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FutureStarrGeorgy girl song
People don’t resolve blockages as easily as once thought. But even when it’s controlled for conditions like age and geographic location, the number still remains. There seems to be a growing number of people seeking alternative routes to pressure relief, but it’s unclear how much relief the self-administered methods truly provide.
She had a global smash with her second novel, written at the age of 27, and she surely must have accepted at a certain point that that particular lightning would not strike again and that her obituaries would be headlined "Georgy Girl Writer Dies". But without Miss Forster we wouldn't have had the book. And without the book we wouldn't have had the film. And without the film we wouldn't have had:Georgy Girl (1965) told the story of an awkward galumphing working-class lass in the new London faced with the unsatisfying romantic choice of a dour older man who's her dad's boss or, alternatively, the errant lover of her glamorous and promiscuous flatmate. It was a hit, and Miss Forster used £4,000 of her royalties to buy her mum a bungalow. The following year it was turned into an even more successful film with Lynn Redgrave as Georgy and a stellar supporting cast - James Mason, Alan Bates, Charlotte Rampling, and Lynn's own mother, Rachel Kempson. Miss Forster adapted the novel with the playwright Peter Nichols, and they turned in a taut, tart script on contemporary London life: "God always has another custard pie up his sleeve," as Miss Redgrave remarks at one point.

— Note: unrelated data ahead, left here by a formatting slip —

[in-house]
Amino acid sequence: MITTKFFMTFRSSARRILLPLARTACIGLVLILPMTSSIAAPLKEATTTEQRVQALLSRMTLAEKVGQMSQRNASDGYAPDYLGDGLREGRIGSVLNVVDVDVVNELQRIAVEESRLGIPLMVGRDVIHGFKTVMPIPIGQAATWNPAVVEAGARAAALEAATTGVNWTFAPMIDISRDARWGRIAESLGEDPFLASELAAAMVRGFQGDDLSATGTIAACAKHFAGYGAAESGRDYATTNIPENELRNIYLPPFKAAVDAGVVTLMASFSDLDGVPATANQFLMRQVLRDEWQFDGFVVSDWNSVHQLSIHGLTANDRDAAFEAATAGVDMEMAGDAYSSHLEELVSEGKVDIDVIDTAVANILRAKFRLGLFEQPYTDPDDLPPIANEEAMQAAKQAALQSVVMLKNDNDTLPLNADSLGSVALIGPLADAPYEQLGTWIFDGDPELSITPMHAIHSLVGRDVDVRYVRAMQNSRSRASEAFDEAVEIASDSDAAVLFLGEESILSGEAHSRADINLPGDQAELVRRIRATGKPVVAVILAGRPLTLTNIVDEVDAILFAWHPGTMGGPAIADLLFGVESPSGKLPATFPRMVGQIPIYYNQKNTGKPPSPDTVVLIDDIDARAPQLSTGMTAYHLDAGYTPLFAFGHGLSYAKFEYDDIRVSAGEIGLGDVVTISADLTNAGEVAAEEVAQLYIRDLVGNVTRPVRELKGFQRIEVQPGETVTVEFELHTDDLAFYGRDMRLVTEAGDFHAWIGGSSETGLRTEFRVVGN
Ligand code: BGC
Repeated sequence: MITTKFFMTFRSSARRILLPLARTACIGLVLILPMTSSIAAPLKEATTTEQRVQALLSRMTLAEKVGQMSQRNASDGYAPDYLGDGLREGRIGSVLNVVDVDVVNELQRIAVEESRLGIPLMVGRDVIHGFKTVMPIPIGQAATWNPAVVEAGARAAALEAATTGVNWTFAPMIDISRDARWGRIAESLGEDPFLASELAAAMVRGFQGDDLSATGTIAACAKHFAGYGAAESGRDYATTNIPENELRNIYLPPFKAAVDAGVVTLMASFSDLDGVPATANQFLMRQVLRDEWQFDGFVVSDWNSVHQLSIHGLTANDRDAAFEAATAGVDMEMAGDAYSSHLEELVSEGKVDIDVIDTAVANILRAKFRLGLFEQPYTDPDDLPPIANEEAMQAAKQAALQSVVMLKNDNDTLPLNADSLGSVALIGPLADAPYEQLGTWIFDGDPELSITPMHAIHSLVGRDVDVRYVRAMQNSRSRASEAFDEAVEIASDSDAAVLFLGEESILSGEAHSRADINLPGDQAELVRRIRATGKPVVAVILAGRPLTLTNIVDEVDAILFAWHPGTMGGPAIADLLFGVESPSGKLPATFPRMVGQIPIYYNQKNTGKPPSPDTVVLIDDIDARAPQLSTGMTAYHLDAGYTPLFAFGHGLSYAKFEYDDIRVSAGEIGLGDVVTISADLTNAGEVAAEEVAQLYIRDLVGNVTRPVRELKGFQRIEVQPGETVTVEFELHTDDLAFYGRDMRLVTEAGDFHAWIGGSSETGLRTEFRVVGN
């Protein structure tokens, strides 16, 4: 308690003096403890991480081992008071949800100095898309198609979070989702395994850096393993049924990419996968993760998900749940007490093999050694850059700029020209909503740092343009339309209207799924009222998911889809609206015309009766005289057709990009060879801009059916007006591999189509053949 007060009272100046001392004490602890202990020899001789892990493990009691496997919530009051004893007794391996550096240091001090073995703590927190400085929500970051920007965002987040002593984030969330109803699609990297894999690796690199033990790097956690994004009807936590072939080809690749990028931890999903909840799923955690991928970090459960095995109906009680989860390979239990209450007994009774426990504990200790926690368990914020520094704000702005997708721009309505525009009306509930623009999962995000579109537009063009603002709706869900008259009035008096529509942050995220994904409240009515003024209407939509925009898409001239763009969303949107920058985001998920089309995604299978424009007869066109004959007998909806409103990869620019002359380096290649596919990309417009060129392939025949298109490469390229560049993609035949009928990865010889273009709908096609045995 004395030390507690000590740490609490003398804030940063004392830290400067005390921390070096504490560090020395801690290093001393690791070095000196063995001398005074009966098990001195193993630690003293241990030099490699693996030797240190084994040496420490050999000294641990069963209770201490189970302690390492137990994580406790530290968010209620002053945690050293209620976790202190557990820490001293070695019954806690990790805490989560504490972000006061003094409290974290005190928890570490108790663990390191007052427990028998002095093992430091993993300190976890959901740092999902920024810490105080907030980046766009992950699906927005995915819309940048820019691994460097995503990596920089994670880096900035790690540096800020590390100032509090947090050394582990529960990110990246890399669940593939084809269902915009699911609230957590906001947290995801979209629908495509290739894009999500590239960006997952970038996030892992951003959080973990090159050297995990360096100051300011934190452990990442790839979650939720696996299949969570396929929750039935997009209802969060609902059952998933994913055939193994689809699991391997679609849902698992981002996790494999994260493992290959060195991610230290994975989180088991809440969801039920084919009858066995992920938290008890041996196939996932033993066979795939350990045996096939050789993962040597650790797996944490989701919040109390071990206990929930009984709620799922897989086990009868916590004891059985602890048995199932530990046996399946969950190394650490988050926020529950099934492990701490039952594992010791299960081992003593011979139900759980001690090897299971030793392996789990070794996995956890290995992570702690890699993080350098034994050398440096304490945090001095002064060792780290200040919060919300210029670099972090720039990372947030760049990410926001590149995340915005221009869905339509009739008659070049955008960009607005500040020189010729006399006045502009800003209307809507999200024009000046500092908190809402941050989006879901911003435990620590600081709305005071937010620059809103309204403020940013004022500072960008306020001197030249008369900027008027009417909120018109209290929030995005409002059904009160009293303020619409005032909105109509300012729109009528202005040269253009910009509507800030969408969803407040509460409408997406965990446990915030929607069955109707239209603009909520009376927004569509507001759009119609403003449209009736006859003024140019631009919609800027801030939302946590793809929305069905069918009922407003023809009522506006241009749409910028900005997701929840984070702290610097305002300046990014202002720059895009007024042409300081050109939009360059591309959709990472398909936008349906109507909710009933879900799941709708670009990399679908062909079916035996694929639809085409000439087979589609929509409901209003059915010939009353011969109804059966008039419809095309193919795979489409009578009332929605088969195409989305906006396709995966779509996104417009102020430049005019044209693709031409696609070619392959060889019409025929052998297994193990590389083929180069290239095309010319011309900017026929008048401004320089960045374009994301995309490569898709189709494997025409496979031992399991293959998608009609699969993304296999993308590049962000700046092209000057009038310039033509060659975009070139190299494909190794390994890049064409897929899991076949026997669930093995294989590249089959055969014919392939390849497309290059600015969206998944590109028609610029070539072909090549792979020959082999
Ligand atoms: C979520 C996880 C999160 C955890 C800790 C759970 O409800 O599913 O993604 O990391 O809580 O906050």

I can't remember his explanation for how a Carry On actor got to write a movie song for Lynn Redgrave, James Mason and Alan Bates, but he gave the impression that in Swingin' London back then everyone knew everyone (Michael Caine was John Barry's flatmate, etc) so he had a go at songwriting and found he rather enjoyed it. In case you're wondering, his other hit was "Dick-A-Dum-Dum". Des O'Connor had the hit with it, but no respect to Des (for whom I have the greatest respect) but I have always preferred the composer's original. If you can get beyond the faintly preposterous hook, this is an even more precise time capsule of the Carnaby Street era than "Georgy Girl", with its references to go-go girls, boutiques, mini cars, Kings Road... And of course each section ends with a highly emphatic "giiiiiirrrrl", whether of the real sweet, real cute or real shy variety:"Dick-a-Dum-Dum" is perhaps a bit too particular ever to take off quite the way "Georgy Girl" did. "It's a brilliant lyric," said Judith Durham, "especially for me with my self-esteem problems. It's always been the perfect lyric for me to sing": (Source: www.steynonline.com)